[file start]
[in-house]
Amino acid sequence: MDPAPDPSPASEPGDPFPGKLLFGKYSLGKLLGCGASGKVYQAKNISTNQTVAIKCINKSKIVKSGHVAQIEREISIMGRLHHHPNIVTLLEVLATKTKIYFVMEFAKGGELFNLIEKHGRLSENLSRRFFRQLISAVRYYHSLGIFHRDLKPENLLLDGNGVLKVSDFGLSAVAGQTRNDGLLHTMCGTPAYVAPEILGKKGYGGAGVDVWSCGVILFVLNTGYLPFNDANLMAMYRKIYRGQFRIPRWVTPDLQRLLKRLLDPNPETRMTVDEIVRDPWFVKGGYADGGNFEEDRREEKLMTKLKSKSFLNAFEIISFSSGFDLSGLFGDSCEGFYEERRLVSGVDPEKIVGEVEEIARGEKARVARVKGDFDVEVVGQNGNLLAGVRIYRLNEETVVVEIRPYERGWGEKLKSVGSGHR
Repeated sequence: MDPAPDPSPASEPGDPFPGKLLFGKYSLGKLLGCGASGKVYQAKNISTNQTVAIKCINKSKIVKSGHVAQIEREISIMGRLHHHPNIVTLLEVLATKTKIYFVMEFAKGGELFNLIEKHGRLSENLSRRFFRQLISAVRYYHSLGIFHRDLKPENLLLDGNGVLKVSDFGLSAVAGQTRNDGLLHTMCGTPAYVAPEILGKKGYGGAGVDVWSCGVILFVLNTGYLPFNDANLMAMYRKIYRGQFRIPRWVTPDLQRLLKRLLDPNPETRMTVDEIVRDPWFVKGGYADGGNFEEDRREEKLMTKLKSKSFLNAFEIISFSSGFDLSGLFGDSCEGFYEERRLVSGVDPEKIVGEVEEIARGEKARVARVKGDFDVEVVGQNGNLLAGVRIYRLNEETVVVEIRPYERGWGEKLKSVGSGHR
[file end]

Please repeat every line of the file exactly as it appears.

[in-house]
Amino acid sequence: MDPAPDPSPASEPGDPFPGKLLFGKYSLGKLLGCGASGKVYQAKNISTNQTVAIKCINKSKIVKSGHVAQIEREISIMGRLHHHPNIVTLLEVLATKTKIYFVMEFAKGGELFNLIEKHGRLSENLSRRFFRQLISAVRYYHSLGIFHRDLKPENLLLDGNGVLKVSDFGLSAVAGQTRNDGLLHTMCGTPAYVAPEILGKKGYGGAGVDVWSCGVILFVLNTGYLPFNDANLMAMYRKIYRGQFRIPRWVTPDLQRLLKRLLDPNPETRMTVDEIVRDPWFVKGGYADGGNFEEDRREEKLMTKLKSKSFLNAFEIISFSSGFDLSGLFGDSCEGFYEERRLVSGVDPEKIVGEVEEIARGEKARVARVKGDFDVEVVGQNGNLLAGVRIYRLNEETVVVEIRPYERGWGEKLKSVGSGHR
Repeated sequence: MDPAPDPSPASEPGDPFPGKLLFGKYSLGKLLGCGASGKVYQAKNISTNQTVAIKCINKSKIVKSGHVAQIEREISIMGRLHHHPNIVTLLEVLATKTKIYFVMEFAKGGELFNLIEKHGRLSENLSRRFFRQLISAVRYYHSLGIFHRDLKPENLLLDGNGVLKVSDFGLSAVAGQTRNDGLLHTMCGTPAYVAPEILGKKGYGGAGVDVWSCGVILFVLNTGYLPFNDANLMAMYRKIYRGQFRIPRWVTPDLQRLLKRLLDPNPETRMTVDEIVRDPWFVKGGYADGGNFEEDRREEKLMTKLKSKSFLNAFEIISFSSGFDLSGLFGDSCEGFYEERRLVSGVDPEKIVGEVEEIARGEKARVARVKGDFDVEVVGQNGNLLAGVRIYRLNEETVVVEIRPYERGWGEKLKSVGSGHR